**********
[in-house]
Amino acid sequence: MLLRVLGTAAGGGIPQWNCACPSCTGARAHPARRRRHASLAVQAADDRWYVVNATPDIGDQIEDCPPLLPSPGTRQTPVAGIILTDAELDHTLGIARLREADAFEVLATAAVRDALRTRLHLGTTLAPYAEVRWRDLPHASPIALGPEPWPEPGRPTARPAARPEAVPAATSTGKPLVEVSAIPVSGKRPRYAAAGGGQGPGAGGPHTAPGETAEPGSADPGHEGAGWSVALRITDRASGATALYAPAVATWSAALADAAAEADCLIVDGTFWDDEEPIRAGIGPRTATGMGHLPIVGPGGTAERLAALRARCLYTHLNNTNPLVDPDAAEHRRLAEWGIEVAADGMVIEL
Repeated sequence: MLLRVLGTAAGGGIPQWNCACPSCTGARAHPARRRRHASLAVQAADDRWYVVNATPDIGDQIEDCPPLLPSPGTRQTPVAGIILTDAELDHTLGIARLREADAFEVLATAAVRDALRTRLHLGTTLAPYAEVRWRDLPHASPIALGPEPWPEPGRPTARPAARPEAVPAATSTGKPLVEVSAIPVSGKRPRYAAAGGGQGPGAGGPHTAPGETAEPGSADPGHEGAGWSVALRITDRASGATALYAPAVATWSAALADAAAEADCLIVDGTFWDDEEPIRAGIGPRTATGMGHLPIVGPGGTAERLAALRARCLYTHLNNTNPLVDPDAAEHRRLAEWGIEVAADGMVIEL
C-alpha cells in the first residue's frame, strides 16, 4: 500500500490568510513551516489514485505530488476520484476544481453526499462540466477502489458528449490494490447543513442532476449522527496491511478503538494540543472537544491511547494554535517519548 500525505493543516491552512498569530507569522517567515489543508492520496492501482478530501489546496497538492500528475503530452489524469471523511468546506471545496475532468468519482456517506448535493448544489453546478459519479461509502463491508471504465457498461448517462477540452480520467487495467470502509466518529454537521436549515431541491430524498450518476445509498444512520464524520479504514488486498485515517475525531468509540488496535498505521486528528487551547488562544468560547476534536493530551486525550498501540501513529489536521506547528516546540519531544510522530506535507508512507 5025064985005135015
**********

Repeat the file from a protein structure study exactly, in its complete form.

[in-house]
Amino acid sequence: MLLRVLGTAAGGGIPQWNCACPSCTGARAHPARRRRHASLAVQAADDRWYVVNATPDIGDQIEDCPPLLPSPGTRQTPVAGIILTDAELDHTLGIARLREADAFEVLATAAVRDALRTRLHLGTTLAPYAEVRWRDLPHASPIALGPEPWPEPGRPTARPAARPEAVPAATSTGKPLVEVSAIPVSGKRPRYAAAGGGQGPGAGGPHTAPGETAEPGSADPGHEGAGWSVALRITDRASGATALYAPAVATWSAALADAAAEADCLIVDGTFWDDEEPIRAGIGPRTATGMGHLPIVGPGGTAERLAALRARCLYTHLNNTNPLVDPDAAEHRRLAEWGIEVAADGMVIEL
Repeated sequence: MLLRVLGTAAGGGIPQWNCACPSCTGARAHPARRRRHASLAVQAADDRWYVVNATPDIGDQIEDCPPLLPSPGTRQTPVAGIILTDAELDHTLGIARLREADAFEVLATAAVRDALRTRLHLGTTLAPYAEVRWRDLPHASPIALGPEPWPEPGRPTARPAARPEAVPAATSTGKPLVEVSAIPVSGKRPRYAAAGGGQGPGAGGPHTAPGETAEPGSADPGHEGAGWSVALRITDRASGATALYAPAVATWSAALADAAAEADCLIVDGTFWDDEEPIRAGIGPRTATGMGHLPIVGPGGTAERLAALRARCLYTHLNNTNPLVDPDAAEHRRLAEWGIEVAADGMVIEL
C-alpha cells in the first residue's frame, strides 16, 4: 500500500490568510513551516489514485505530488476520484476544481453526499462540466477502489458528449490494490447543513442532476449522527496491511478503538494540543472537544491511547494554535517519548 500525505493543516491552512498569530507569522517567515489543508492520496492501482478530501489546496497538492500528475503530452489524469471523511468546506471545496475532468468519482456517506448535493448544489453546478459519479461509502463491508471504465457498461448517462477540452480520467487495467470502509466518529454537521436549515431541491430524498450518476445509498444512520464524520479504514488486498485515517475525531468509540488496535498505521486528528487551547488562544468560547476534536493530551486525550498501540501513529489536521506547528516546540519531544510522530506535507508512507 5025064985005135015